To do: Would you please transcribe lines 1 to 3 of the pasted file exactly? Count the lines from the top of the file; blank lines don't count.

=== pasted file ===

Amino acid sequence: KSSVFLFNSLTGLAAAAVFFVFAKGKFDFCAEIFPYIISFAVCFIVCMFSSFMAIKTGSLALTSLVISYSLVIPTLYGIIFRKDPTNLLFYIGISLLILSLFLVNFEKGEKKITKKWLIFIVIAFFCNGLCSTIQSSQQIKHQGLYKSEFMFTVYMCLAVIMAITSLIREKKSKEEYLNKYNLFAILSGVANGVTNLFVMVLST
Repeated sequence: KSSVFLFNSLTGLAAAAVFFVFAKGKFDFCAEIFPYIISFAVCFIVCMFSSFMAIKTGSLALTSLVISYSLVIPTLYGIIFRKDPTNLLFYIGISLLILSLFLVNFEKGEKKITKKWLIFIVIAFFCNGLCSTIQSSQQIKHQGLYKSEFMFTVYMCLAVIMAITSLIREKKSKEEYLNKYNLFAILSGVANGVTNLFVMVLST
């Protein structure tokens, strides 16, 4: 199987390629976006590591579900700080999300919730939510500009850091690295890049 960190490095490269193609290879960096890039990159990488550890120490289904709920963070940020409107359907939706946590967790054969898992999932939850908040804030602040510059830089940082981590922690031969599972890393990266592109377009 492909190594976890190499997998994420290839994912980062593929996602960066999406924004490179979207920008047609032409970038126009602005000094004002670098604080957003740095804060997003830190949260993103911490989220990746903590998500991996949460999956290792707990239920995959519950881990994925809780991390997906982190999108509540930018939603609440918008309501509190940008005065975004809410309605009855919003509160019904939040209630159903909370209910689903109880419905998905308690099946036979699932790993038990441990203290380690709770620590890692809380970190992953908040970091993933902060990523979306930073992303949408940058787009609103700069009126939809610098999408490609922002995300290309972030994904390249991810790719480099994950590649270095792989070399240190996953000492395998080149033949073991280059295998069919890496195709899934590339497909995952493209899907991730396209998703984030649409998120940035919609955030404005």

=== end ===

Amino acid sequence: KSSVFLFNSLTGLAAAAVFFVFAKGKFDFCAEIFPYIISFAVCFIVCMFSSFMAIKTGSLALTSLVISYSLVIPTLYGIIFRKDPTNLLFYIGISLLILSLFLVNFEKGEKKITKKWLIFIVIAFFCNGLCSTIQSSQQIKHQGLYKSEFMFTVYMCLAVIMAITSLIREKKSKEEYLNKYNLFAILSGVANGVTNLFVMVLST
Repeated sequence: KSSVFLFNSLTGLAAAAVFFVFAKGKFDFCAEIFPYIISFAVCFIVCMFSSFMAIKTGSLALTSLVISYSLVIPTLYGIIFRKDPTNLLFYIGISLLILSLFLVNFEKGEKKITKKWLIFIVIAFFCNGLCSTIQSSQQIKHQGLYKSEFMFTVYMCLAVIMAITSLIREKKSKEEYLNKYNLFAILSGVANGVTNLFVMVLST
């Protein structure tokens, strides 16, 4: 199987390629976006590591579900700080999300919730939510500009850091690295890049 960190490095490269193609290879960096890039990159990488550890120490289904709920963070940020409107359907939706946590967790054969898992999932939850908040804030602040510059830089940082981590922690031969599972890393990266592109377009 492909190594976890190499997998994420290839994912980062593929996602960066999406924004490179979207920008047609032409970038126009602005000094004002670098604080957003740095804060997003830190949260993103911490989220990746903590998500991996949460999956290792707990239920995959519950881990994925809780991390997906982190999108509540930018939603609440918008309501509190940008005065975004809410309605009855919003509160019904939040209630159903909370209910689903109880419905998905308690099946036979699932790993038990441990203290380690709770620590890692809380970190992953908040970091993933902060990523979306930073992303949408940058787009609103700069009126939809610098999408490609922002995300290309972030994904390249991810790719480099994950590649270095792989070399240190996953000492395998080149033949073991280059295998069919890496195709899934590339497909995952493209899907991730396209998703984030649409998120940035919609955030404005």